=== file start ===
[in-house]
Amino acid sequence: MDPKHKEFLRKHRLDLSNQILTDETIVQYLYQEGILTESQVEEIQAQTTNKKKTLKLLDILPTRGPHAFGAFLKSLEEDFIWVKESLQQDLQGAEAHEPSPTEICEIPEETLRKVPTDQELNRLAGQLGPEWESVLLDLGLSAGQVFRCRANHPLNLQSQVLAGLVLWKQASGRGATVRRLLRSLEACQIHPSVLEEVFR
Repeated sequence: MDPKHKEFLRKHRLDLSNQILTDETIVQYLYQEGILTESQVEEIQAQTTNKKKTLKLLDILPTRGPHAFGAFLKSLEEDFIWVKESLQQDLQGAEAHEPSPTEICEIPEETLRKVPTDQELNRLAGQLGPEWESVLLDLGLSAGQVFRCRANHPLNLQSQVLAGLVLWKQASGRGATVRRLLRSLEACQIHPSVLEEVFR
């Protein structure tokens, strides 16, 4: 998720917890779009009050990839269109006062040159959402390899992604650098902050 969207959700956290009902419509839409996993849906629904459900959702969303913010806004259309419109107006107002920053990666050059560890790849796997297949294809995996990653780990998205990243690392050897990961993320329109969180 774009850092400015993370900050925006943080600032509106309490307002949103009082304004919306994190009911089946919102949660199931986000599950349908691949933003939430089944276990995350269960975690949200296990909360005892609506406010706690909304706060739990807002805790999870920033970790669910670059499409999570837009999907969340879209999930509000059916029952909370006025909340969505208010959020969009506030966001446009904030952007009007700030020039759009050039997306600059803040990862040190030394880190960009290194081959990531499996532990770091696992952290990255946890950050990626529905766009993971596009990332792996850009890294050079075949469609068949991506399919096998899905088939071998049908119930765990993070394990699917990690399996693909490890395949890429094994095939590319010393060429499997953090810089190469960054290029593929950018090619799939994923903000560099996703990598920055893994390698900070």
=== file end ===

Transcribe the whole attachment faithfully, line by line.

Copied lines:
[in-house]
Amino acid sequence: MDPKHKEFLRKHRLDLSNQILTDETIVQYLYQEGILTESQVEEIQAQTTNKKKTLKLLDILPTRGPHAFGAFLKSLEEDFIWVKESLQQDLQGAEAHEPSPTEICEIPEETLRKVPTDQELNRLAGQLGPEWESVLLDLGLSAGQVFRCRANHPLNLQSQVLAGLVLWKQASGRGATVRRLLRSLEACQIHPSVLEEVFR
Repeated sequence: MDPKHKEFLRKHRLDLSNQILTDETIVQYLYQEGILTESQVEEIQAQTTNKKKTLKLLDILPTRGPHAFGAFLKSLEEDFIWVKESLQQDLQGAEAHEPSPTEICEIPEETLRKVPTDQELNRLAGQLGPEWESVLLDLGLSAGQVFRCRANHPLNLQSQVLAGLVLWKQASGRGATVRRLLRSLEACQIHPSVLEEVFR
């Protein structure tokens, strides 16, 4: 998720917890779009009050990839269109006062040159959402390899992604650098902050 969207959700956290009902419509839409996993849906629904459900959702969303913010806004259309419109107006107002920053990666050059560890790849796997297949294809995996990653780990998205990243690392050897990961993320329109969180 774009850092400015993370900050925006943080600032509106309490307002949103009082304004919306994190009911089946919102949660199931986000599950349908691949933003939430089944276990995350269960975690949200296990909360005892609506406010706690909304706060739990807002805790999870920033970790669910670059499409999570837009999907969340879209999930509000059916029952909370006025909340969505208010959020969009506030966001446009904030952007009007700030020039759009050039997306600059803040990862040190030394880190960009290194081959990531499996532990770091696992952290990255946890950050990626529905766009993971596009990332792996850009890294050079075949469609068949991506399919096998899905088939071998049908119930765990993070394990699917990690399996693909490890395949890429094994095939590319010393060429499997953090810089190469960054290029593929950018090619799939994923903000560099996703990598920055893994390698900070």